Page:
It's ladies first in the lemur enclosure at Sewerby Hall
THEIR days are spent sunbathing, eating bananas and getting first dibs on the water.
The life of a lemur is pretty stress-free – if you're a female.
Four ring-tailed lemurs have been relaxing in their new home at Sewerby Hall and Gardens near Bridlington.
But in the world of lemurs, it is the girls that get the good things in life.
Come and discover the wildlife at Blacktoft Sands nature reserve for just £6. Offer includes entry for 2 adults and up to 3 children, binocular hire and activities for children. Normal value £12.
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The three female lemurs – Luna, Hera and Maddy – enjoy all the luxuries, while male Shy is the last to the food bowl.
"Lemurs live in a matriarchal society, so he is the last one to get food," said head zoo-keeper John Pickering.
"You'd think three girls and one guy would be an ideal life – but it isn't.
"They are the bosses and get everything first. They make him wait his turn."
The four lemurs are the latest addition to the hall's zoo.
They came from Parrot Zoo in Lincolnshire and moved into a specially designed enclosure a few weeks ago.
John said: "Our pheasant pens needed re-doing and there was a great big sycamore tree in the middle of them.
"Part of it fell down in the 1990s but it was such an impressive tree we wanted to leave some of it. So we thought some of the trunk would be ideal for the lemurs. They love climbing on it."
Like ladies of luxury, at the first glimpse of sun the female lemurs like nothing more than stretching out for a sunbathe.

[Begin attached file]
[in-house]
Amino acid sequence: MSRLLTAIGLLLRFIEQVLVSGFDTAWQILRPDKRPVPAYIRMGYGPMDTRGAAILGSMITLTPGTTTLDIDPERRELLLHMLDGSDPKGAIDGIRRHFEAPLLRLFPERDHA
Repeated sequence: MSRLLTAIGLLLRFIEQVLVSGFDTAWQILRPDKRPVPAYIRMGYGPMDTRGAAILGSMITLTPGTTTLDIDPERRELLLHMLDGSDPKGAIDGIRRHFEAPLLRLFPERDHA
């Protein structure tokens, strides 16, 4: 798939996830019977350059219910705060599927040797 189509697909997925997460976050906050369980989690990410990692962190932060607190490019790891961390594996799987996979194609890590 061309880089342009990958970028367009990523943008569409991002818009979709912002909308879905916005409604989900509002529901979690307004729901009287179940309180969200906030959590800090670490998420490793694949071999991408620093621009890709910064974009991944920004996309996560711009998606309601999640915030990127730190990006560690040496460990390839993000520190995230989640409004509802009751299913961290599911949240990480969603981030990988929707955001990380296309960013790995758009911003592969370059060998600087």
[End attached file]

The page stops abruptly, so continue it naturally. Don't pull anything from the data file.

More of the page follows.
"They love leaping around and jumping on to the tree trunk," said John.
"And as soon as the sun comes out they love to sunbathe.
"They really are very active and inquisitive.
"We have squirrels roaming around the grounds and one got in their enclosure the other day – they were fascinated by it.
"I don't think they like birds though.
"When flocks fly overhead they look very dubious."
The cheeky primates are never shy, especially when it comes to meal times.
Come 2pm, they are all ready and waiting to scoff down fruit, leaves and flowers.
The Madagascan natives do not digest citrus fruit well, so are instead given bananas, grapes, apples, pears, carrots and broccoli.
When keepers go into the enclosure, the lemurs like to pick food from their hands while sitting on their shoulders.
And it is their trusting and tame nature that could make them ideal candidates for an "animal encounters" feature at the zoo.
John said: "We are thinking of doing an animal encounters experience where the public can feed them."
The lemurs have proved to be a big hit with visitors, who love taking photographs and watching them nibble their food.
John said: "I love having them here. They're a big hit with the visitors and a great addition to Sewerby."
Admission to the zoo costs £2.50 for adults and £1.20 for children aged three to 15. For more information, visit www. eastriding.gov.uk/sewerby or call 01262 673769.